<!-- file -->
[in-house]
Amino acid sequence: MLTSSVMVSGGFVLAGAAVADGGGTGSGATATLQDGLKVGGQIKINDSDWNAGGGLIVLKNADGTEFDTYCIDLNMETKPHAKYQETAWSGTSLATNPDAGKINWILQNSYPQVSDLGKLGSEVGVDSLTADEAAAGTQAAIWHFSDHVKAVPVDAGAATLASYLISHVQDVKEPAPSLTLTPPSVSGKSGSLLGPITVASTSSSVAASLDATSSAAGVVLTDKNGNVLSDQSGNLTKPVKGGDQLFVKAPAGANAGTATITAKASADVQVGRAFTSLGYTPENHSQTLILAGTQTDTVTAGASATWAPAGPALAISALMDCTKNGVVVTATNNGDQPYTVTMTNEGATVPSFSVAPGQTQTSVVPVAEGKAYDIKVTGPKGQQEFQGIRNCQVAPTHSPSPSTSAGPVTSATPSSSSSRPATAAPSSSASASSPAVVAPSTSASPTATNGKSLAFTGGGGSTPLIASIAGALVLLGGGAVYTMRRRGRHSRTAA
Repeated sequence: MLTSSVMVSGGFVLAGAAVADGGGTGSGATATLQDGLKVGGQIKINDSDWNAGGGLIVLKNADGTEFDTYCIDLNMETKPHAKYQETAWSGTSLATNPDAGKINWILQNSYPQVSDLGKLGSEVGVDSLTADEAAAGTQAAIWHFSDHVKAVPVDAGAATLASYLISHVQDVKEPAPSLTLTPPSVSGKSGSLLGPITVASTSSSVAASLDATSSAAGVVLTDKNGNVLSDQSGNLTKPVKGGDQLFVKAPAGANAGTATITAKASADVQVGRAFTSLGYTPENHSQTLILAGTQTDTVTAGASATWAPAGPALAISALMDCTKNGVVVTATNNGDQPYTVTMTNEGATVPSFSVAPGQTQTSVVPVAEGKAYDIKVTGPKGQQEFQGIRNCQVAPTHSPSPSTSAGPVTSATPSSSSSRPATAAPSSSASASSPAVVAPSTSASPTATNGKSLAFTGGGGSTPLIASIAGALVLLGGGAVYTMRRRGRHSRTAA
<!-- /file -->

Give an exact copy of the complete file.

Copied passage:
[in-house]
Amino acid sequence: MLTSSVMVSGGFVLAGAAVADGGGTGSGATATLQDGLKVGGQIKINDSDWNAGGGLIVLKNADGTEFDTYCIDLNMETKPHAKYQETAWSGTSLATNPDAGKINWILQNSYPQVSDLGKLGSEVGVDSLTADEAAAGTQAAIWHFSDHVKAVPVDAGAATLASYLISHVQDVKEPAPSLTLTPPSVSGKSGSLLGPITVASTSSSVAASLDATSSAAGVVLTDKNGNVLSDQSGNLTKPVKGGDQLFVKAPAGANAGTATITAKASADVQVGRAFTSLGYTPENHSQTLILAGTQTDTVTAGASATWAPAGPALAISALMDCTKNGVVVTATNNGDQPYTVTMTNEGATVPSFSVAPGQTQTSVVPVAEGKAYDIKVTGPKGQQEFQGIRNCQVAPTHSPSPSTSAGPVTSATPSSSSSRPATAAPSSSASASSPAVVAPSTSASPTATNGKSLAFTGGGGSTPLIASIAGALVLLGGGAVYTMRRRGRHSRTAA
Repeated sequence: MLTSSVMVSGGFVLAGAAVADGGGTGSGATATLQDGLKVGGQIKINDSDWNAGGGLIVLKNADGTEFDTYCIDLNMETKPHAKYQETAWSGTSLATNPDAGKINWILQNSYPQVSDLGKLGSEVGVDSLTADEAAAGTQAAIWHFSDHVKAVPVDAGAATLASYLISHVQDVKEPAPSLTLTPPSVSGKSGSLLGPITVASTSSSVAASLDATSSAAGVVLTDKNGNVLSDQSGNLTKPVKGGDQLFVKAPAGANAGTATITAKASADVQVGRAFTSLGYTPENHSQTLILAGTQTDTVTAGASATWAPAGPALAISALMDCTKNGVVVTATNNGDQPYTVTMTNEGATVPSFSVAPGQTQTSVVPVAEGKAYDIKVTGPKGQQEFQGIRNCQVAPTHSPSPSTSAGPVTSATPSSSSSRPATAAPSSSASASSPAVVAPSTSASPTATNGKSLAFTGGGGSTPLIASIAGALVLLGGGAVYTMRRRGRHSRTAA